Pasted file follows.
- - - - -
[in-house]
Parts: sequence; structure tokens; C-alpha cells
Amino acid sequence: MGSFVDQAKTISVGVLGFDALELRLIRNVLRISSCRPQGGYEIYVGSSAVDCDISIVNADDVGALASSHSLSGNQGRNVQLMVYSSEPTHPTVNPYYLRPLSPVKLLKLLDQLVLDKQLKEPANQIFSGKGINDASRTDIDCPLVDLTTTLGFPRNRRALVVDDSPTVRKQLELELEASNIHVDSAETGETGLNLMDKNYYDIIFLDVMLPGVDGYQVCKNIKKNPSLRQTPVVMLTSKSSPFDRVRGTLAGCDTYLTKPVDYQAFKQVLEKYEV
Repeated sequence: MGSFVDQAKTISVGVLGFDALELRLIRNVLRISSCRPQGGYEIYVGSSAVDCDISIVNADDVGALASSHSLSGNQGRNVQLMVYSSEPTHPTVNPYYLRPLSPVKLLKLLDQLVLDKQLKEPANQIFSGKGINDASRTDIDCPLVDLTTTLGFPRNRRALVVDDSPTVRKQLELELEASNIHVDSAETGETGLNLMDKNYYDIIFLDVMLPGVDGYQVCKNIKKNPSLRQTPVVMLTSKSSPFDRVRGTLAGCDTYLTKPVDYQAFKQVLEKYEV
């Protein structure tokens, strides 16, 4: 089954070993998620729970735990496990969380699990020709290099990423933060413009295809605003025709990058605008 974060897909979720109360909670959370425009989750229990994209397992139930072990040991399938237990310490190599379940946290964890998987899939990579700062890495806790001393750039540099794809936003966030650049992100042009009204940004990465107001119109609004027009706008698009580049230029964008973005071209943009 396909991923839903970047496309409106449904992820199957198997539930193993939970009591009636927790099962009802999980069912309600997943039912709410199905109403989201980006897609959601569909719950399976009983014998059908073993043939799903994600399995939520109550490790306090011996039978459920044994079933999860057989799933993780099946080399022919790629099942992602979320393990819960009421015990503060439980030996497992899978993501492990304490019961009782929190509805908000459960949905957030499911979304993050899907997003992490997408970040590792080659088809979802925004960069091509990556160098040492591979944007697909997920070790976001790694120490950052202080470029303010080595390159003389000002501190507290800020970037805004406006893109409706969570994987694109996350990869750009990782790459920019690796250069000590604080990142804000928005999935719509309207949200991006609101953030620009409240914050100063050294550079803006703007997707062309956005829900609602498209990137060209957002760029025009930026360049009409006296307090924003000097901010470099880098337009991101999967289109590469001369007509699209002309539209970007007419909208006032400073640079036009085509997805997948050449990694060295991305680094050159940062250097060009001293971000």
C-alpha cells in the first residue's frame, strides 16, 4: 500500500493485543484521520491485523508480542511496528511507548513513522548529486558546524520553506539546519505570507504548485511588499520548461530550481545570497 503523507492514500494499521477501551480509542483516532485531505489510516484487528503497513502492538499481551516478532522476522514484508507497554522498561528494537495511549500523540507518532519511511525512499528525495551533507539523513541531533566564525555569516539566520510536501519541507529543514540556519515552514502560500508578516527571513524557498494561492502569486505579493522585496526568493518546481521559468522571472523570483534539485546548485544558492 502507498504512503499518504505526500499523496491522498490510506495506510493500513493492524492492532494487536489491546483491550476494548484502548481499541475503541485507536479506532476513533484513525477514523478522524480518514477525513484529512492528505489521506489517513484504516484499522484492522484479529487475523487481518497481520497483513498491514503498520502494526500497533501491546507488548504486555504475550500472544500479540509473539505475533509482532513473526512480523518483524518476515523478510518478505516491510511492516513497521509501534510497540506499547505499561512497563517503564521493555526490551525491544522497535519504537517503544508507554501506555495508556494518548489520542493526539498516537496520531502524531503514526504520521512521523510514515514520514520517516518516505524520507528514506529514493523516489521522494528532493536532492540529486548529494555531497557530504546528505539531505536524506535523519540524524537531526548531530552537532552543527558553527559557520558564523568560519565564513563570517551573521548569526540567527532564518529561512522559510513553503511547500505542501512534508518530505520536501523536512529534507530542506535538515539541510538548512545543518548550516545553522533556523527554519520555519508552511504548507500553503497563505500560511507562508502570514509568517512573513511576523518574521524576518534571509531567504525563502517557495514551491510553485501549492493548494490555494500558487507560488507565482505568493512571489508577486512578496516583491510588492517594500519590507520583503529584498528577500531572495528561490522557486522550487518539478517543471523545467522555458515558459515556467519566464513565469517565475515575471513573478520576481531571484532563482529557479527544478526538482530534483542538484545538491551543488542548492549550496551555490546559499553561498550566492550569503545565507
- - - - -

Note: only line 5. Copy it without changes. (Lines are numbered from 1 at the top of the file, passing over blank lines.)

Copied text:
């Protein structure tokens, strides 16, 4: 089954070993998620729970735990496990969380699990020709290099990423933060413009295809605003025709990058605008 974060897909979720109360909670959370425009989750229990994209397992139930072990040991399938237990310490190599379940946290964890998987899939990579700062890495806790001393750039540099794809936003966030650049992100042009009204940004990465107001119109609004027009706008698009580049230029964008973005071209943009 396909991923839903970047496309409106449904992820199957198997539930193993939970009591009636927790099962009802999980069912309600997943039912709410199905109403989201980006897609959601569909719950399976009983014998059908073993043939799903994600399995939520109550490790306090011996039978459920044994079933999860057989799933993780099946080399022919790629099942992602979320393990819960009421015990503060439980030996497992899978993501492990304490019961009782929190509805908000459960949905957030499911979304993050899907997003992490997408970040590792080659088809979802925004960069091509990556160098040492591979944007697909997920070790976001790694120490950052202080470029303010080595390159003389000002501190507290800020970037805004406006893109409706969570994987694109996350990869750009990782790459920019690796250069000590604080990142804000928005999935719509309207949200991006609101953030620009409240914050100063050294550079803006703007997707062309956005829900609602498209990137060209957002760029025009930026360049009409006296307090924003000097901010470099880098337009991101999967289109590469001369007509699209002309539209970007007419909208006032400073640079036009085509997805997948050449990694060295991305680094050159940062250097060009001293971000």